Analisis Literario Del Poema Castilla De Miguel De Unamuno
As we have seen, Unamuno already suggests many of these attitudes in his correspondence with Stein. But the two brothers now appear more divided than ever and the differences go much further than those trajectos before. Stein has already written about Unamuno’s strict religious nature, but now we find that don Miguel views himself in a similar light.2 Don Miguel maintains that he is an old believer in faith, faithful to the inherited religion he received and to the religious faith he passed on to his family. Stein reminds his brother that this religious material is not knowledge but a set of metaphors, but don Miguel argues that the same thing can be said for the liberal secular world of thought. When he writes in the last years of the diary that he has no faith, the reason is that he has examined the evidence, and all evidence is against the existence of faith. In fact, it is his own conscience which has convinced him of it. So in a sense, it could be argued that he has become a true unbeliever.
His choice of texts also provides insight into the problems in don Miguel’s faith. Many of the texts he writes out are texts in which the conflict between body and soul is evident, and to the extent that Unamuno is writing to Unamuno, he can argue that the knowledge he seeks lies in the conflict. This can be seen in texts like those of the Palinodia, which is composed as a series of questions and answers about the bodily and spiritual nature of the soul. Here he explicitly juxtaposes the soul with the body, writes that the only place we are as the body is in war, and articulates that God is the soul and the person is the soul’s body (49-50). As a result, when he returns to Palinodia at the end of the diary, his readings of it reveal him to be at war within himself.
Unamuno’s polemical use of history expresses the conviction that a la clase histrica no le interesa el argot tragico ni la controversia paralelista, to the historian’s sense of justice it is not his interest to involve himself in the quarrels of intellectual and social groups. Following the description of the Inquisition in 1885, to which Miguel has been a witness, he writes: No hubiere podido esclarecerme a mas de una vida si me hubiera hecho sombra de los antiguos justicios, porque siempre quedaba en la memoria el horrible debate de hechos irrefutables que desde entonces ha postrado en este pais hechos inexcusables. Es otra pasión esta que la otra, porque en realidad llamamos justicia a la punas que, en lugar de separar como debiera la justicia de la herejia, la usan como alica para matar a los partidarios de la parte que la llaman justa, pero no lo son, de ofenderse algo que en su cuestion a cristianidad no puede no ser (1935-15).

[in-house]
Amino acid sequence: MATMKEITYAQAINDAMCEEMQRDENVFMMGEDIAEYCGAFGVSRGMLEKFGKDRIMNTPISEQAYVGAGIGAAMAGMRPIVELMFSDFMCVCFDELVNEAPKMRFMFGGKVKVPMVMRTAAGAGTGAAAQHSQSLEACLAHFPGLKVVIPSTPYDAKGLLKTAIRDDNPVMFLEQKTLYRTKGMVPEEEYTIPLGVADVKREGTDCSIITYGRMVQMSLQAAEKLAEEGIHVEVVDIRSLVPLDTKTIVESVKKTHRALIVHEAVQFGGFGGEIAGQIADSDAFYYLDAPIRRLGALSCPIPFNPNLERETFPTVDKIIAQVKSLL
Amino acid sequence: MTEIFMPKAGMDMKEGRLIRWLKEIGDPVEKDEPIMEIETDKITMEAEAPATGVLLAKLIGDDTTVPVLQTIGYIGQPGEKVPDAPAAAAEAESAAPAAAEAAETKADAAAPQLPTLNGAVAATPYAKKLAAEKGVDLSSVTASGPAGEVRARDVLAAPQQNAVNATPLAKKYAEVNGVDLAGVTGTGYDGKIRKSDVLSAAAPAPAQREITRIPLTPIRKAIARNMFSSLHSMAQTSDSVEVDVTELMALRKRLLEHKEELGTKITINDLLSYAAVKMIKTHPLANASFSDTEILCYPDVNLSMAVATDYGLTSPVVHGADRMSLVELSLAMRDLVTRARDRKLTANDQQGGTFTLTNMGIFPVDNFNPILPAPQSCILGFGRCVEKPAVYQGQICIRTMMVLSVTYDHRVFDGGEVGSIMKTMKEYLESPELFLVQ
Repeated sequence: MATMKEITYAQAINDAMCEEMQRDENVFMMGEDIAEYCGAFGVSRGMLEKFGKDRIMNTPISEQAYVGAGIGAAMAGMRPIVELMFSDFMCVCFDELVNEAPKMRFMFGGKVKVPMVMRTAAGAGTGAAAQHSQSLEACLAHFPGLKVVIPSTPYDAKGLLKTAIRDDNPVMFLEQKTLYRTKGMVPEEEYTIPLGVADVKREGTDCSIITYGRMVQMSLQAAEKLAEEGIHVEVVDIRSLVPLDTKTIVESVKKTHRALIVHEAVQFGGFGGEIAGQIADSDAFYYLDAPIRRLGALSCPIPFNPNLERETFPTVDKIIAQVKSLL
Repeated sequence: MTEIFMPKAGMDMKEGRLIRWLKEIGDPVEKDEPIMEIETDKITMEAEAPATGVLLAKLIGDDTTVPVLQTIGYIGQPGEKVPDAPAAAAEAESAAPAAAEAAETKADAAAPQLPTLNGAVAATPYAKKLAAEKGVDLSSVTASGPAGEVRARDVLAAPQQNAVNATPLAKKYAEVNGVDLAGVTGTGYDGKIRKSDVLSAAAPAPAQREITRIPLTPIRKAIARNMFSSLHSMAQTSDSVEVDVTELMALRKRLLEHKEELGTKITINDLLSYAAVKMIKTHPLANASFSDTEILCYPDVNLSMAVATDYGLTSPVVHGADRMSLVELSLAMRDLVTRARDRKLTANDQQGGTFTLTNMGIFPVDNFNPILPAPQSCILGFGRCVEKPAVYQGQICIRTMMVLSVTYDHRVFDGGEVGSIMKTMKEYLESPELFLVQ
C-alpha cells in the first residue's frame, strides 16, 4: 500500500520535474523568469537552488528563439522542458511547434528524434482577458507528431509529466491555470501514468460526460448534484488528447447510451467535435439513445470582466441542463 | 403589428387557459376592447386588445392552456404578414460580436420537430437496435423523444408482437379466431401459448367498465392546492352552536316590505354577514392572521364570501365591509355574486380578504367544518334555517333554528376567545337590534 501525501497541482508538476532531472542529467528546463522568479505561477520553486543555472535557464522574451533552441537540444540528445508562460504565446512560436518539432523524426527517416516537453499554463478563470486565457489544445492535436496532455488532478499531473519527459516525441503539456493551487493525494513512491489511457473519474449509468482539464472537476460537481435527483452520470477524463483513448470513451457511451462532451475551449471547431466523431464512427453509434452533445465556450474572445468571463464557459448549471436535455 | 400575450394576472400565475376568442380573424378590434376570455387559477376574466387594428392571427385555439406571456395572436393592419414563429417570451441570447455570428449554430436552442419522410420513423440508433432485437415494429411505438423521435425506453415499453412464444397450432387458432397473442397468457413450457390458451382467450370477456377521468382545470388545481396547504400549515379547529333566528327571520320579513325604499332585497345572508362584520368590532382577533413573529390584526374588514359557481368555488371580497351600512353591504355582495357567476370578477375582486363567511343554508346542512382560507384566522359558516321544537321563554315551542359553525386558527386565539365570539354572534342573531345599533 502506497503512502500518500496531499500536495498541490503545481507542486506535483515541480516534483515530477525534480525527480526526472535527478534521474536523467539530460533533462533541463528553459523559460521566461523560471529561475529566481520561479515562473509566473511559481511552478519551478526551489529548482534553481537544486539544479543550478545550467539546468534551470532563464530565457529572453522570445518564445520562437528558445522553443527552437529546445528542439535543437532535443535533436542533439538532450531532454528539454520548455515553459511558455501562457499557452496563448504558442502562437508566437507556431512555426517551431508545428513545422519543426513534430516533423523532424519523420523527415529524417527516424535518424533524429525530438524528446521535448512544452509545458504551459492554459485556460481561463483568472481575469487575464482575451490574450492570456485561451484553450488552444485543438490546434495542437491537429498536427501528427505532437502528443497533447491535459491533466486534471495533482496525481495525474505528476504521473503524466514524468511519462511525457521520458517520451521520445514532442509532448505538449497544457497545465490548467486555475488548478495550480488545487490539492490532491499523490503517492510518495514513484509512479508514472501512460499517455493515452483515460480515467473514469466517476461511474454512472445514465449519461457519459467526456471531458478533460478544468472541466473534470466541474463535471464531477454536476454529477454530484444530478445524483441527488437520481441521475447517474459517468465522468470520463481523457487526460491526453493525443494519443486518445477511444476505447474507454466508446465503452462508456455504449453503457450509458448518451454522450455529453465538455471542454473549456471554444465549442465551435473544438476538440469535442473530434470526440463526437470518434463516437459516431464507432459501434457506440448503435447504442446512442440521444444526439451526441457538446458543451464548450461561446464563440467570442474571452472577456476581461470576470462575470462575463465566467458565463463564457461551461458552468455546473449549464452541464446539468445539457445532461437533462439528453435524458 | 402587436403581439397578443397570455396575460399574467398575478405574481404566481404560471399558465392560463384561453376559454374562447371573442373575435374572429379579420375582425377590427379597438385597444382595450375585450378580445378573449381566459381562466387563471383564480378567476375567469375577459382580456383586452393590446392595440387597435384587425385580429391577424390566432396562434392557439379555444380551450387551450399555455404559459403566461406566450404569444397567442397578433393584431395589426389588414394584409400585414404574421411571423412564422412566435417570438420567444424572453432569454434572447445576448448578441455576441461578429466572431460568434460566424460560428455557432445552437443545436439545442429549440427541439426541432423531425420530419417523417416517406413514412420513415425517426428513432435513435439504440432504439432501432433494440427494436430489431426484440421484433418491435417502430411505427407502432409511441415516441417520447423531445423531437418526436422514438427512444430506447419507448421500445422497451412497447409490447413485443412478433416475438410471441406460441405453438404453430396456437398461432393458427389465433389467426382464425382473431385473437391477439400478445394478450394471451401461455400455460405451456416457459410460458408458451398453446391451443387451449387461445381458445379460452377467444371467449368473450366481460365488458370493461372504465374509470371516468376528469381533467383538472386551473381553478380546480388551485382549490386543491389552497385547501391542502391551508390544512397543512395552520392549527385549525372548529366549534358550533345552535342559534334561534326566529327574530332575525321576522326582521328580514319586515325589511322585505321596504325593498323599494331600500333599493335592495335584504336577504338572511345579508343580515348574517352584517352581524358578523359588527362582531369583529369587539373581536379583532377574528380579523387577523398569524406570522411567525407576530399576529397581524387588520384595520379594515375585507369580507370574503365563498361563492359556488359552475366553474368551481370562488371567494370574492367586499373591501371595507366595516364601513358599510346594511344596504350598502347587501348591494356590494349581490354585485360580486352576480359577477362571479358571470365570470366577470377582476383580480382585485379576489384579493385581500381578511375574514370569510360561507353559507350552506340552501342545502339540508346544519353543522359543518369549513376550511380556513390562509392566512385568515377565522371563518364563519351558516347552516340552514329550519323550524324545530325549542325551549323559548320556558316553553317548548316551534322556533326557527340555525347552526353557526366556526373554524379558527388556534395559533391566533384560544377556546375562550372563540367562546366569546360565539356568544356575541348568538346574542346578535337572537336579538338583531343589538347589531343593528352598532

Furthermore, by the time of the Cmo se hace una novela, Unamuno is telling us that a writer who, like himself, is both a nonman and a nonfalldid, will always tend to favor allegory over historical fiction because a writer like don Miguel who writes only for himself needs a self-sufficient fiction, like the Quixote, in which he can move at the limit of his imaginative powers, that is, beyond his own limits. If he takes this action, however, he will likely be able to stay at this limit only so long as he remains faithful to the experience of existence, not to its perceptions or representations, and therefore his encounter with the sublime will be always a ghostly one, as if he were lingering over the grave of the last actual author, to whom he is regularly compared.